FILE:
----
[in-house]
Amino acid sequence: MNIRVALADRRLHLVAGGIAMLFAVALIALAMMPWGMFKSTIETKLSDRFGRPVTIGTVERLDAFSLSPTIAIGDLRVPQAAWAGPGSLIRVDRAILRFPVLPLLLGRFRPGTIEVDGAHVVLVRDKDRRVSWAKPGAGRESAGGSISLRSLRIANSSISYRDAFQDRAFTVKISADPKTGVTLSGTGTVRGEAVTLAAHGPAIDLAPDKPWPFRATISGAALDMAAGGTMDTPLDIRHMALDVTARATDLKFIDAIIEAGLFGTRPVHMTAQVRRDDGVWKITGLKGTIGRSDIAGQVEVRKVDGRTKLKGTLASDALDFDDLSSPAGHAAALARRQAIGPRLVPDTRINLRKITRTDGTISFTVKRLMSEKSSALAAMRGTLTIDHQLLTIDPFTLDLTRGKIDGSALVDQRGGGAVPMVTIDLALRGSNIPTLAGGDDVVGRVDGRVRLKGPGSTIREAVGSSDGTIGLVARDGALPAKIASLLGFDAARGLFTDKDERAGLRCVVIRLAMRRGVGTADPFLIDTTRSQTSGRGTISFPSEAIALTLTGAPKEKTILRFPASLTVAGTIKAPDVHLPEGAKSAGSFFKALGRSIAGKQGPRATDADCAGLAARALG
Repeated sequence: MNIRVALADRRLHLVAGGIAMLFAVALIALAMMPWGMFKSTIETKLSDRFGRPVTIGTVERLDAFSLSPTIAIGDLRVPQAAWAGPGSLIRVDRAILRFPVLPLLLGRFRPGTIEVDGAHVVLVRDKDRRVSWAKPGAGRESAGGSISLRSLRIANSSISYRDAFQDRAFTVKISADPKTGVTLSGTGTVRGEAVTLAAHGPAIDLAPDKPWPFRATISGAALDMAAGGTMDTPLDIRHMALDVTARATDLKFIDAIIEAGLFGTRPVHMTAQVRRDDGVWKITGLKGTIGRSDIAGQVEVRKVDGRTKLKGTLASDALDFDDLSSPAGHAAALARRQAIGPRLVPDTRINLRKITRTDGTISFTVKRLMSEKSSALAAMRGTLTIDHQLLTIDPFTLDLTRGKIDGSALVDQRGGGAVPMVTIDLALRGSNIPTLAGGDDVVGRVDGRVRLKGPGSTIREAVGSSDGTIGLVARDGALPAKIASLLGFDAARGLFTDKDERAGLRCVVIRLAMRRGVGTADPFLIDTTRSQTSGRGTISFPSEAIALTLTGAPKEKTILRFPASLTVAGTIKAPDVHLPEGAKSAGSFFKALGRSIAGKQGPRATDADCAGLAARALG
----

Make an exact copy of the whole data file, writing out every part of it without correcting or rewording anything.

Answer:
[in-house]
Amino acid sequence: MNIRVALADRRLHLVAGGIAMLFAVALIALAMMPWGMFKSTIETKLSDRFGRPVTIGTVERLDAFSLSPTIAIGDLRVPQAAWAGPGSLIRVDRAILRFPVLPLLLGRFRPGTIEVDGAHVVLVRDKDRRVSWAKPGAGRESAGGSISLRSLRIANSSISYRDAFQDRAFTVKISADPKTGVTLSGTGTVRGEAVTLAAHGPAIDLAPDKPWPFRATISGAALDMAAGGTMDTPLDIRHMALDVTARATDLKFIDAIIEAGLFGTRPVHMTAQVRRDDGVWKITGLKGTIGRSDIAGQVEVRKVDGRTKLKGTLASDALDFDDLSSPAGHAAALARRQAIGPRLVPDTRINLRKITRTDGTISFTVKRLMSEKSSALAAMRGTLTIDHQLLTIDPFTLDLTRGKIDGSALVDQRGGGAVPMVTIDLALRGSNIPTLAGGDDVVGRVDGRVRLKGPGSTIREAVGSSDGTIGLVARDGALPAKIASLLGFDAARGLFTDKDERAGLRCVVIRLAMRRGVGTADPFLIDTTRSQTSGRGTISFPSEAIALTLTGAPKEKTILRFPASLTVAGTIKAPDVHLPEGAKSAGSFFKALGRSIAGKQGPRATDADCAGLAARALG
Repeated sequence: MNIRVALADRRLHLVAGGIAMLFAVALIALAMMPWGMFKSTIETKLSDRFGRPVTIGTVERLDAFSLSPTIAIGDLRVPQAAWAGPGSLIRVDRAILRFPVLPLLLGRFRPGTIEVDGAHVVLVRDKDRRVSWAKPGAGRESAGGSISLRSLRIANSSISYRDAFQDRAFTVKISADPKTGVTLSGTGTVRGEAVTLAAHGPAIDLAPDKPWPFRATISGAALDMAAGGTMDTPLDIRHMALDVTARATDLKFIDAIIEAGLFGTRPVHMTAQVRRDDGVWKITGLKGTIGRSDIAGQVEVRKVDGRTKLKGTLASDALDFDDLSSPAGHAAALARRQAIGPRLVPDTRINLRKITRTDGTISFTVKRLMSEKSSALAAMRGTLTIDHQLLTIDPFTLDLTRGKIDGSALVDQRGGGAVPMVTIDLALRGSNIPTLAGGDDVVGRVDGRVRLKGPGSTIREAVGSSDGTIGLVARDGALPAKIASLLGFDAARGLFTDKDERAGLRCVVIRLAMRRGVGTADPFLIDTTRSQTSGRGTISFPSEAIALTLTGAPKEKTILRFPASLTVAGTIKAPDVHLPEGAKSAGSFFKALGRSIAGKQGPRATDADCAGLAARALG